Newest Updates - Quick View
- MartinLogan Wireless Ensemble Bravado Loudspeaker
- Paradigm PW Soundbar / PW 600 Loudspeakers / Monitor Sub 8 Subwoofer
- The Problem with Blind Testing
- Living Colour: "Shade"
- MartinLogan Motion SLM X3 Soundbar
- Sennheiser HD 4.50 BTNC Headphones
- Is It Possible to Say Something Stupid About Audio?
- Gregg Allman: "Southern Blood"
- Music Everywhere: Audio-Technica ATH-SR6BTBK Bluetooth Headphones
- "The Breaking Point"
- Paradigm Reference Signature S6 v.3 / C3 v.3 / ADP3 v.3 / Sub 1 / PBK Home-Theater Speaker System
- Monitor Audio Silver RX6 / RX Centre / RXFX / RXW-12 Home-Theater Speaker System
- Anthony Gallo Acoustics Nucleus Reference 3.5 Loudspeakers
- Explaining HDMI while Solving the Cause of Blue-Screen Nightmares
- Jienat: “Mira”
- Back Cover
- Peter Gabriel: "Scratch My Back"
- Paradigm Reference Signature S6 v.3 Loudspeakers
- Beat Kaestli: “Invitation”
- Paradigm Reference MilleniaOne / Seismic 110 Home-Theater Speaker System
AKG N60 NC headphones measurements can be found by clicking this link.
When it comes to noise-canceling headphones -- which are designed specifically for travel -- audio reviewers focus almost entirely on their sound quality and on the efficacy of their noise canceling; they rarely consider portability. My guess is that most of these reviewers don’t travel much, and don’t consider how much of a drag it is to have to lug a huge headphone case along. I do travel a lot by air, and I also spend a lot of time on public transit. That’s why the AKG N60 NC’s predecessor, the very similar K 490 NC, has been my favorite noise-canceling headphone since it was introduced, in 2012.
Bluesound Node 2 Streaming Tuner, Pulse Mini Streaming Loudspeaker, and Vault 2 Streaming CD Ripper and Storage Device
When, in the 1950s, Eichler installed the first whole-house intercom/radio system in a tract house, it jump-started a fascination with the notion that you could listen to your favorite radio program anywhere in your home. The marketing went something like this: “With whole-house audio, no matter where you are -- kitchen, laundry, den -- you [the stay-at-home mom] don’t have to miss a word of [insert favorite show, song, etc.]” Of course, it helped if you didn’t mind the horribly tinny sound quality, or the limitations of the AM radioband. The convenience sure beat having a tabletop radio in every room -- even if you already had a tabletop radio in every room.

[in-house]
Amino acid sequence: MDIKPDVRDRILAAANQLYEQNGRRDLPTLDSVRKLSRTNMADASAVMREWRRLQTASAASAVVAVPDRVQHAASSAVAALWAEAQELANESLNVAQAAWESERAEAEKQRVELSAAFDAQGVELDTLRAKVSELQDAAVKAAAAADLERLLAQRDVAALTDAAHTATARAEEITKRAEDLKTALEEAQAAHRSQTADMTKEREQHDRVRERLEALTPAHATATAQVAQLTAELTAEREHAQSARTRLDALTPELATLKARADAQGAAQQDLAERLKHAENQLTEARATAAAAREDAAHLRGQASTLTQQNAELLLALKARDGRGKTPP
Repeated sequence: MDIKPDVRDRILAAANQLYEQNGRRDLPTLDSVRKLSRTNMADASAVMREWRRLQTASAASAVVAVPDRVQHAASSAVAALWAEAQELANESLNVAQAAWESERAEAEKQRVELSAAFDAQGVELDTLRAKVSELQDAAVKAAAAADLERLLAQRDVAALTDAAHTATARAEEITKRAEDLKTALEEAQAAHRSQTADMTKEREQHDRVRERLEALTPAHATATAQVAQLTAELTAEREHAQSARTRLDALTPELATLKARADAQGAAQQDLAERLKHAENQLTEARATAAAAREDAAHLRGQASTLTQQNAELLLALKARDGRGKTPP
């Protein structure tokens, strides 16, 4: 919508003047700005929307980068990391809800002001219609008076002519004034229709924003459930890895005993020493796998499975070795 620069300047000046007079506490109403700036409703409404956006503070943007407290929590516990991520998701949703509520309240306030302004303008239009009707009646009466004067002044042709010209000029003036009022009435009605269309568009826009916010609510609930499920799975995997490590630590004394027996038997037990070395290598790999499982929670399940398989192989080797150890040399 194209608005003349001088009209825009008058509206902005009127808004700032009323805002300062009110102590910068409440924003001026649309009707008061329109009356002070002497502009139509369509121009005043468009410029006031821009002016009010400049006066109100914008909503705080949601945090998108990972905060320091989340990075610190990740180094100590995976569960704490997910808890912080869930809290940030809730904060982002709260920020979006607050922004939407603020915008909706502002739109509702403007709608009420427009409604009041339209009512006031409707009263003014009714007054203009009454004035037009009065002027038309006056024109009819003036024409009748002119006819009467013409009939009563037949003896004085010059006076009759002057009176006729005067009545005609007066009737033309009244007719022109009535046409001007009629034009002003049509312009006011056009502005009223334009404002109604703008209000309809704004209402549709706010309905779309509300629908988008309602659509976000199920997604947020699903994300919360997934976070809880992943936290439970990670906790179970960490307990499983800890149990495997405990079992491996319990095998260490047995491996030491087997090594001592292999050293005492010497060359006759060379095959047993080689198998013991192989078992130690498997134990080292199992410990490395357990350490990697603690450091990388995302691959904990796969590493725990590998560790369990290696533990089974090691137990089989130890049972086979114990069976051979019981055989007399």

Focal Sphear earphones measurements can be found by clicking this link.
With the Sphear earphones ($149 USD), Focal has become the first high-end audio company to attempt building a product as good as a Bose model. Yeah, I wrote that to rankle audiophiles a bit -- but regardless of what you think of the sound of Bose headphones, there’s no denying that they’re comfortable, and that’s the part Focal is trying to match. A frequent traveler, I believe that the comfort of headphones and earphones is as important as their sound. Getting deeper into the music you love is what high-quality audio is all about, and you can’t get deep into any music when your earlobes feel as if they’ve been worked over by Manny Pacquiao.
Until recently, the product category of loudspeaker had seen little change outside of relentless tweaking by designers trying to refine its basic capabilities. Now, like almost everything else, it’s been absorbed into the Internet of Things and forced to undergo some reinvention. Most people associate wireless audio with Bluetooth speakers: affordable, portable, decent-sounding (good ones, at least). But in the past few years other options have emerged that can tap your home’s Wi-Fi network to deliver an even better wireless music experience than a typical Bluetooth speaker provides.
Recommending pairs of loudspeakers to audiophiles and to non-audiophiles are two different propositions. It’s analogous to selecting the right bottle of wine to bring to a friend’s house for dinner. If the friend is a wine aficionado, the task becomes a tedious, labor-intensive process that includes trying to remember if she likes red or white, light- or full-bodied, Old World or New World, and so on. In every other circumstance the decision is far easier: $12-$15 USD, cool label, done. Up until 2010 or so, Audioengine’s A2 ($149/pair) and A5 ($349/pair) powered speakers were my go-to suggestions for audiophiles and non-audiophiles alike, and for good reason. The speakers looked good, were easy to set up, and sounded great for the money, with surprising amounts of bass.